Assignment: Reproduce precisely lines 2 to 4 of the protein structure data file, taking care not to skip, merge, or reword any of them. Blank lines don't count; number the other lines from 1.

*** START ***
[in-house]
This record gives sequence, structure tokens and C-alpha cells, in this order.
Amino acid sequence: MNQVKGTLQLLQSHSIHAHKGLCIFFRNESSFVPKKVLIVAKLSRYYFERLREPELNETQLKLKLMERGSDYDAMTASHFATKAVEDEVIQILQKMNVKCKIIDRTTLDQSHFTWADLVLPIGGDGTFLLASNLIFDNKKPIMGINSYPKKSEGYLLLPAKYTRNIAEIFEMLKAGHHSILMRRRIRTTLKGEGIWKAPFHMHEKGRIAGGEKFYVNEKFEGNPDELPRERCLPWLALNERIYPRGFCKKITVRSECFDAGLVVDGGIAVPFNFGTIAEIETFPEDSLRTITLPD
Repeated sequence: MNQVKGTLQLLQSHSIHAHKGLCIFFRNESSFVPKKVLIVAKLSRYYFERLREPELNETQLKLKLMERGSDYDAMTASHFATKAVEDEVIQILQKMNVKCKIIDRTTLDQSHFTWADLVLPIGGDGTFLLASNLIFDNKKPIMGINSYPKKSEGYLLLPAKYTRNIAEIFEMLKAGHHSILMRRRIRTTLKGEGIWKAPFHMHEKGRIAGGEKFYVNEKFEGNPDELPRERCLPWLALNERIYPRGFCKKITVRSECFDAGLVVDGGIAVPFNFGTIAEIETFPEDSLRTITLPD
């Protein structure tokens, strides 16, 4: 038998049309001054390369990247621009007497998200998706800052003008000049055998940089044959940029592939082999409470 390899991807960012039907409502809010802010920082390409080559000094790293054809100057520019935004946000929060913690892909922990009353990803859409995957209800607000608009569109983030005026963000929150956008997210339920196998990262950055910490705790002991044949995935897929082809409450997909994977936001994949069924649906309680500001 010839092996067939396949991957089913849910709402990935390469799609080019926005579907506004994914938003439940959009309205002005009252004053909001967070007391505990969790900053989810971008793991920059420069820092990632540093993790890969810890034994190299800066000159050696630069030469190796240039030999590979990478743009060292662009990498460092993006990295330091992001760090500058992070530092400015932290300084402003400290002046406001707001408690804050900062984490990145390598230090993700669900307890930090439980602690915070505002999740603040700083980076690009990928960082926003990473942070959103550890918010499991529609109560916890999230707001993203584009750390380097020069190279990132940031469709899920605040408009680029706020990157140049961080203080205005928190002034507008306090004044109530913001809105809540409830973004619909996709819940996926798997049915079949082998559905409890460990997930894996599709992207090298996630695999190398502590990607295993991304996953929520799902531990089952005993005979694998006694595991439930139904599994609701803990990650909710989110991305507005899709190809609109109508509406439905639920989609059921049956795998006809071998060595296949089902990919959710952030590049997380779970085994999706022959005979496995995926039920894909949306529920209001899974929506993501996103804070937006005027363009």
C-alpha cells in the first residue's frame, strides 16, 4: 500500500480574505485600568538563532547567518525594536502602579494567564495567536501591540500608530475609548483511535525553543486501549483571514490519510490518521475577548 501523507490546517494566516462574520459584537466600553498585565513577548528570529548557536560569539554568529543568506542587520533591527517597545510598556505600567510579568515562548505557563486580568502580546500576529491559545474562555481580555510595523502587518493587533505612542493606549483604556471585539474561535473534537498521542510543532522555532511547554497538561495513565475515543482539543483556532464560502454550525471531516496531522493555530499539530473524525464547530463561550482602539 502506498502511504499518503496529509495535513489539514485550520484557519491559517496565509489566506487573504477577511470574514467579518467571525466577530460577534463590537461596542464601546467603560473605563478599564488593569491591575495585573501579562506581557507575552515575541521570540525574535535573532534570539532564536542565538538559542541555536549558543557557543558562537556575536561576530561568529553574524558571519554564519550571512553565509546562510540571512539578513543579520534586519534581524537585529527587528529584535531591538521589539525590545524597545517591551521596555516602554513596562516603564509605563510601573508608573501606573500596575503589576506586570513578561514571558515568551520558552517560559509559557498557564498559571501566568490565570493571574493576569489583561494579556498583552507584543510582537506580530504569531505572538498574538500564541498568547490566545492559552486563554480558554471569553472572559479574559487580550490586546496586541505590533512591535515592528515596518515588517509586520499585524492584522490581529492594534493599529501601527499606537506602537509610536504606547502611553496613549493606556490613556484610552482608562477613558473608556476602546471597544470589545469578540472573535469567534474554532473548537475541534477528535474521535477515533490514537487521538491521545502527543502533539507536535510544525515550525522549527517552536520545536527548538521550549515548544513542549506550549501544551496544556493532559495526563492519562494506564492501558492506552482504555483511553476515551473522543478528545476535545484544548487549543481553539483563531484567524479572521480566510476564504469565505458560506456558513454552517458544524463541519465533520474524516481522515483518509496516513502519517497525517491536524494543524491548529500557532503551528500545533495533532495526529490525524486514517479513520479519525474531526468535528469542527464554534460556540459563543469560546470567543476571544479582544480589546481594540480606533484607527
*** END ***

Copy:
This record gives sequence, structure tokens and C-alpha cells, in this order.
Amino acid sequence: MNQVKGTLQLLQSHSIHAHKGLCIFFRNESSFVPKKVLIVAKLSRYYFERLREPELNETQLKLKLMERGSDYDAMTASHFATKAVEDEVIQILQKMNVKCKIIDRTTLDQSHFTWADLVLPIGGDGTFLLASNLIFDNKKPIMGINSYPKKSEGYLLLPAKYTRNIAEIFEMLKAGHHSILMRRRIRTTLKGEGIWKAPFHMHEKGRIAGGEKFYVNEKFEGNPDELPRERCLPWLALNERIYPRGFCKKITVRSECFDAGLVVDGGIAVPFNFGTIAEIETFPEDSLRTITLPD
Repeated sequence: MNQVKGTLQLLQSHSIHAHKGLCIFFRNESSFVPKKVLIVAKLSRYYFERLREPELNETQLKLKLMERGSDYDAMTASHFATKAVEDEVIQILQKMNVKCKIIDRTTLDQSHFTWADLVLPIGGDGTFLLASNLIFDNKKPIMGINSYPKKSEGYLLLPAKYTRNIAEIFEMLKAGHHSILMRRRIRTTLKGEGIWKAPFHMHEKGRIAGGEKFYVNEKFEGNPDELPRERCLPWLALNERIYPRGFCKKITVRSECFDAGLVVDGGIAVPFNFGTIAEIETFPEDSLRTITLPD